And the cotton candy was as fluffy as could be.
Chinese New Year's and Valentine's Day combined, equals some fantastic parade.



Valentine's Day

Ahh, a day of exuberant warmth in the midst of winter. Nothing like a crackling fire, a cup of steaming hot cocoa and a tiny light blue box to steal your heart. Now Venus really has something to be jealous about!


Postcards from Paris: {Marché à Montmartre}

I had planned to sleep-in; all the way in, until I couldn't sleep-in any further. But as it turned out, with the sun pouring into my bedroom window my plans of laying in bed late were quickly diminished, as were any sign of rain or snow.
I went to my boulangerie, bought my favorite type of freshed baked bread.
Admittingly, along with my sleeping-in plans and any clouds of rain/snow; my loaf of bread was also diminshing. To put a stop to such indulgence I decided that I would jump on the metro. I sometimes find it difficult to eat on the metro because people like to watch you do so, and this put an end to my possible over-indulgence.
I then remembered that in Montmartre, there is a market on each Friday. Located off the Anvers stop along the Place d'Anvers where stands line up with vendors selling their enticements.


Postcards from Paris: {PremiereVision}

Yesterday I spent my afternoon with my internship at the much-ado about textile convention in Paris, Premiere Vision. My internship is unpaid, so I was certain to soak up as much as I possibly could from this experience, including:
*people-watching the stylish and fabulous as they pulled, draped, and scrutinized fabric swatches.
*pulling, draping, and scrutinizing all of the fabric swatches for myself.
*looking at all of the new trends predicted for Spring/Summer 2011.
*collecting a bag-full of freebies. Including samples of little candies.
*lunch consisting of a salmon and spinach quiche, finished up with a hot chocolate. and a tarte au citron.
With all of this, courtesy of ma stage plus a head for of inspiration. I didn't mind one bit being an intern.



Postcards from Paris: {Jules et Jim}

The sense of quirk and unconventionality that echos throughout this film by Francois Truffant is so curious and refreshing. A feeling similar to the freezing, winter breeze coming in from my balcony window, which is slightly ajar. I have my space heater close by, and I am watching Jules et Jim clips, via YouTube. It feels like driving during the winter with the windows down, the heat blasting, and good music in the background.


Postcards from Paris: {Giving My Metro Card a Face}

Funny story: It happened while my friend Sam was visiting me. I didn't want to admit it then, but I was slightly lost in Montmartre, and I wanted to avoid going through Pigalle. I had an idea of how to get to our destination, but only by the means of the metro. So we found the nearest station to try and hop on to continue with our itinerary. I slid my metro card over the scanner, and what seemed as if it were scolding me, was the sound of a pessimistic buzzer and a red "X" denying me access. I tried again, resulting in another scolding. Then I figured "third time's the charm" but really it ended up being yet another red "X". I tried to explain to the man behind the glass that my card would not work. He took the pass underneath the window onto his side of the barrier. For some reason, which I hadn't understood, he asked for identification. I handed over my Georgia license. He looked at it, said something in French, then grabbed a large pair of scissors. It seemed like the whole ordeal was being played in slow motion. All that I could recognize was in one hand he had those scissors, and in the other hand, my license. My initial reaction was, "no, no, no, no!" and luckily the two words sound the same in both languages. He hadn't helped at all, but just created more frustration. All because my metro card didn't have a face. In the event that I happen to return to that particular station, and if it just so happens that I come into contact with that particular worker, I think I will keep an extra little photo of myself, just for his safe keepings.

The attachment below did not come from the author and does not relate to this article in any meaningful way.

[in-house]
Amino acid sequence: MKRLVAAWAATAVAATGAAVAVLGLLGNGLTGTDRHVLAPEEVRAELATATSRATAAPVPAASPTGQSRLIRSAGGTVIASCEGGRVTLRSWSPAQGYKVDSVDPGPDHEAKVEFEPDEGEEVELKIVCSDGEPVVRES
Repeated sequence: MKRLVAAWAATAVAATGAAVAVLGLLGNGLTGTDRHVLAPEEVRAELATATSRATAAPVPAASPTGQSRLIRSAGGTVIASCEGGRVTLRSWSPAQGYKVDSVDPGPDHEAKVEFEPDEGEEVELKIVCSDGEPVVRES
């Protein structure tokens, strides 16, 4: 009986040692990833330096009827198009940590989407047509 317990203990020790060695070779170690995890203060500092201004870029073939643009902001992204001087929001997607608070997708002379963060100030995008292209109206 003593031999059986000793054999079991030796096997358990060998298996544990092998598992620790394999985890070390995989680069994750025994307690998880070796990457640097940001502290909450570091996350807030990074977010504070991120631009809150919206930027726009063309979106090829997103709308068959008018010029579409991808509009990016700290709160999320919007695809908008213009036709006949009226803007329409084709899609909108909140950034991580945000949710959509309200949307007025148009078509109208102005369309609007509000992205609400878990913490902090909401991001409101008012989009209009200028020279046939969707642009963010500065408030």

* Isabelle, je porte ces lunettes pour tu.*


Postcards from Paris: {Ma Petite Chambre}

My personal space has always been a contributing factor to my overall creativity. Throughout my years in school, and even at a job, being surrounded by an aesthetically pleasing environment evokes influence and inspiration, and keeps the mind thinking and creating. It is essential for me to create a space I can call my own.

With the cold front here, I decided to spend the day bundled up in my new "old" sweater from my newly discovered little thrift store just a few metro stops away. There is some wonderful sense of comfort by staying indoors on a cold, brisk, winter day; being bundled up, and drinking continuous amounts of warm beverages.
So as the snow fell diagonal; first from left to right, then from right to left, and then in all different directions throughout today, I felt inspired just by being in my little bedroom listening to Django Reinhardt (a wonderful new discovery, suggested from my co-worker, Clemence) in a space I can call my own.